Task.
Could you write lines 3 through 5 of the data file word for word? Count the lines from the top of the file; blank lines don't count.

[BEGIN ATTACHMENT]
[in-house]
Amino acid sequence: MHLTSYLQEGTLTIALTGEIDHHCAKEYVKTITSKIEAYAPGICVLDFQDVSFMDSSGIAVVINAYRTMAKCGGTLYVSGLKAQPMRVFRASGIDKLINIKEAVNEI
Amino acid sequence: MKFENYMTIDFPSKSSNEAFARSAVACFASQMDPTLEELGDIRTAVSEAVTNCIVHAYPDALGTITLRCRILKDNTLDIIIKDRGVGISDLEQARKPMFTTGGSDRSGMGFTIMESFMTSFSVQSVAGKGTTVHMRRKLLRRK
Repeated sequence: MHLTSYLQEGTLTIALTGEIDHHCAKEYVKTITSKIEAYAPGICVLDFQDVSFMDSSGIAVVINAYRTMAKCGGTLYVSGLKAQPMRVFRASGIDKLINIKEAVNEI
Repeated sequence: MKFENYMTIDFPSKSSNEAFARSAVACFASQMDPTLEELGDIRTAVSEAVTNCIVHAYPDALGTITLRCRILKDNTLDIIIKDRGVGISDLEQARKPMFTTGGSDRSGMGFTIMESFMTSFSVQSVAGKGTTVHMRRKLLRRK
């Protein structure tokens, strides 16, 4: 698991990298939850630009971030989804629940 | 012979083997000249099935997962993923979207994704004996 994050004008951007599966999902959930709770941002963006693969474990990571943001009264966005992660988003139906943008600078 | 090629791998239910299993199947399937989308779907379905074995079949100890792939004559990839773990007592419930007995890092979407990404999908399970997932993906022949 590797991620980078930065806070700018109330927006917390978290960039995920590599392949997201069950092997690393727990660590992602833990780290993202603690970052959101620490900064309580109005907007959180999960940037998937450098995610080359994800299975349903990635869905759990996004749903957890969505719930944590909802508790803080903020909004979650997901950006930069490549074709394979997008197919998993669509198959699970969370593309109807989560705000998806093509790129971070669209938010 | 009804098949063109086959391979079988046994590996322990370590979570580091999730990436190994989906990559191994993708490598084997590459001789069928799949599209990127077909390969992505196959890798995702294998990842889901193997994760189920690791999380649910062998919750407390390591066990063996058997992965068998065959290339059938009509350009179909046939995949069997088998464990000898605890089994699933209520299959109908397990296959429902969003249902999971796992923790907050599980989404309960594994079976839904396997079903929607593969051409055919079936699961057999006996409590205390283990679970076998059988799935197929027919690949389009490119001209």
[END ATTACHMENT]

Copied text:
Amino acid sequence: MKFENYMTIDFPSKSSNEAFARSAVACFASQMDPTLEELGDIRTAVSEAVTNCIVHAYPDALGTITLRCRILKDNTLDIIIKDRGVGISDLEQARKPMFTTGGSDRSGMGFTIMESFMTSFSVQSVAGKGTTVHMRRKLLRRK
Repeated sequence: MHLTSYLQEGTLTIALTGEIDHHCAKEYVKTITSKIEAYAPGICVLDFQDVSFMDSSGIAVVINAYRTMAKCGGTLYVSGLKAQPMRVFRASGIDKLINIKEAVNEI
Repeated sequence: MKFENYMTIDFPSKSSNEAFARSAVACFASQMDPTLEELGDIRTAVSEAVTNCIVHAYPDALGTITLRCRILKDNTLDIIIKDRGVGISDLEQARKPMFTTGGSDRSGMGFTIMESFMTSFSVQSVAGKGTTVHMRRKLLRRK